Letters from India Volume I/From the Hon F H Eden for a Friend

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Letters from India, Volume I  (1872)  by Emily Eden
From the Hon. F. H. Eden, for a Friend

June 30.

I want another letter from you, dear, sadly. I wonder whether I shall ever get it. I just now discovered a monster of a fishy-looking insect inside the glass of that print of you, beginning to eat you up. Insects, here, have a real love for pictures; if I had not discovered that greedy, and I may say, malicious creature, in three more days you would have been eaten up.

Now here’s a thing! I thought four of the aides-de-camp looked pale at breakfast this morning, and it appears that there is a report that the Chitpore Nawâb was not asked to the ball we gave last week in honour of our beloved Monarch’s birthday. You must at once see what a thing that would be. I dare say it has never happened to you, to overlook a Chitpore Nawâb. I’m sure I never missed one when you gave a party. You do things so cleverly. I hope that Chitpore won’t declare war upon us; in fact I hardly know what to hope, or what to fear; for I don’t know where Chitpore is. Probably we have taken possession of it, and meant to pay for it with an invitation to the ball; which seems to me the terms on which we stand with most of the Nawâbs and Rajahs here. The Chitpore Nawâb shall have a ball given on purpose for him, and as he must be shocked at seeing women dance, George and his suite shall run over Pansot’s hornpipe.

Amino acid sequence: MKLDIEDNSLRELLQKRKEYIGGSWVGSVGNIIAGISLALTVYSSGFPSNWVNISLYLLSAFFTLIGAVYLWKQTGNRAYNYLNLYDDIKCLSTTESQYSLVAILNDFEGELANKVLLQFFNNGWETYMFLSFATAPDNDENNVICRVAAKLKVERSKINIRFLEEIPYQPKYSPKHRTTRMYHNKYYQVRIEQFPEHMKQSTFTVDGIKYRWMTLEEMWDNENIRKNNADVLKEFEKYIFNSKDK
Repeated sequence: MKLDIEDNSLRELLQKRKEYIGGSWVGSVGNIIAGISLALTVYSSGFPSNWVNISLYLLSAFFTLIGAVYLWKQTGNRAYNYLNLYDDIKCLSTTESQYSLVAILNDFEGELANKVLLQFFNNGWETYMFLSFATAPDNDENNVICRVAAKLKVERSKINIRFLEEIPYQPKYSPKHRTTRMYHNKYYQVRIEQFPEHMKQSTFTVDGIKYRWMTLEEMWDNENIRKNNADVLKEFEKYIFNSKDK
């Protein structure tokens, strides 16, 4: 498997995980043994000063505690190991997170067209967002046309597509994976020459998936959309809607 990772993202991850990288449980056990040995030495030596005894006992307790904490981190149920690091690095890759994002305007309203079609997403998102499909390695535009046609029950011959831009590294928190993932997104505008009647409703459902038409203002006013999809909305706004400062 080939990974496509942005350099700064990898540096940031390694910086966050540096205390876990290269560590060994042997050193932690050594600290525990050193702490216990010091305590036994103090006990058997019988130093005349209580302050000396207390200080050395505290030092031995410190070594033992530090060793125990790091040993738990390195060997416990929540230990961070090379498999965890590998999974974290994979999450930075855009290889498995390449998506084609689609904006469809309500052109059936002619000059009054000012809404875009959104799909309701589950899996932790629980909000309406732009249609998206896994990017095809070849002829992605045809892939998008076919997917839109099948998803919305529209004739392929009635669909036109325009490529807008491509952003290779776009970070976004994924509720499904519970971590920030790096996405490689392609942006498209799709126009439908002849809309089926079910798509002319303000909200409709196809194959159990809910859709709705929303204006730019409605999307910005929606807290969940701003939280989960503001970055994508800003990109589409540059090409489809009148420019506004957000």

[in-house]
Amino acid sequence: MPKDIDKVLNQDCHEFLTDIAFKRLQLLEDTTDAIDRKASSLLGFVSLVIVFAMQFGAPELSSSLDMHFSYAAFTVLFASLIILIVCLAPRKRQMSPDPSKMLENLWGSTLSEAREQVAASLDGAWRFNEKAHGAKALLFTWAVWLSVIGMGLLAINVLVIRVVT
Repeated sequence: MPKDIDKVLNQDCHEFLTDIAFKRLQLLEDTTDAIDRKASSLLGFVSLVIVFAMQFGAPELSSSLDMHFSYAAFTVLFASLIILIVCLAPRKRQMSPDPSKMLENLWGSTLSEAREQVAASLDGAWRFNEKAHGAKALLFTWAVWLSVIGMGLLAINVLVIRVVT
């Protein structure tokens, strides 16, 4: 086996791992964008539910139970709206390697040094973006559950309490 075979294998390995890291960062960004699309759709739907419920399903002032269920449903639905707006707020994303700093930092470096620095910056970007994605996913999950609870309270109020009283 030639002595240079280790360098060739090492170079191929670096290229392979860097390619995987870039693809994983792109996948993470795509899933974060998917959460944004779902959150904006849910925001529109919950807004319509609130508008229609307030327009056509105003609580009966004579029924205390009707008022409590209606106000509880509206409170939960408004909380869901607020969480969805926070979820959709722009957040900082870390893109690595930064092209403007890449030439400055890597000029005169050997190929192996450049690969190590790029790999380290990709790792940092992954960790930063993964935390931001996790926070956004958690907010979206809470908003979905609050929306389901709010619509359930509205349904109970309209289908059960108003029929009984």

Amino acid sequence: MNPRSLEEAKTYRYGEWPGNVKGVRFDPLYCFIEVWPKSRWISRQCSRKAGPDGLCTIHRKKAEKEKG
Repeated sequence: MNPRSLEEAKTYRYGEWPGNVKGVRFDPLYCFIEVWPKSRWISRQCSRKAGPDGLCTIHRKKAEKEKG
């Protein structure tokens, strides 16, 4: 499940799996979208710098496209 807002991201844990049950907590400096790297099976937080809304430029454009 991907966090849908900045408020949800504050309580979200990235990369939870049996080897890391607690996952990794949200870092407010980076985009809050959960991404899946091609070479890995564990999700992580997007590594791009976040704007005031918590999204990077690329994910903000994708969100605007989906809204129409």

We have been out riding this evening, and besides being subjected to a thunderstorm and a shower, we met, in a narrow lane, thirty-three elephants. Half a minute of a shower, here, does the work of drenching so effectually: the effect is like taking a shower-bath on a large scale, horse and all. As to thirty-three elephants and their drivers in a narrow lane; if it should ever happen to you to meet with them about E——, you'll find that it’s pretty unpleasant. None are allowed to come within a certain distance of Calcutta, because nine horses out of ten rear and plunge at the sight of them: mine has a particular objection to them; so has George’s. All the syces (of course you know that the syces are grooms, who run by your horse) set off screaming at once; an operation particularly calculated to soothe the nerves of oneself and horse. I begged, in a tone of the most dignified cowardice, to be allowed to get off; and then, it was rather grand to see the elephants crash through the hedges to hide behind the bamboos while George passed.

I rather like the great animals of this country; I could make a friend of an elephant, and I have my suspicions that if I were to fall in with a stray tiger or alligator, and had time given me to talk to them, they might listen to reason; but the reptile class is a dreadful one. The snakes almost take possession of the place during this month. The other night at that ball at Government House, they killed a centipede close by my foot: as Emily and I are almost the only women of any age who do not dance, I suppose it thought it could not do better. And there is a new horror burst upon me in the shape of spiders. They do say, that there are spiders as large as the palm of a hand, and that those spiders are poisonous, inasmuch, that wherever you are touched by them, large blisters rise.

Do you ever work now? The natives embroider beautifully.

I shall put this up to-day. No more ships yet; and though I know none can bring in later intelligence than we have had overland, there are many details to be filled up. God bless you, dear.

Yours most affectionately,

F. H. Eden.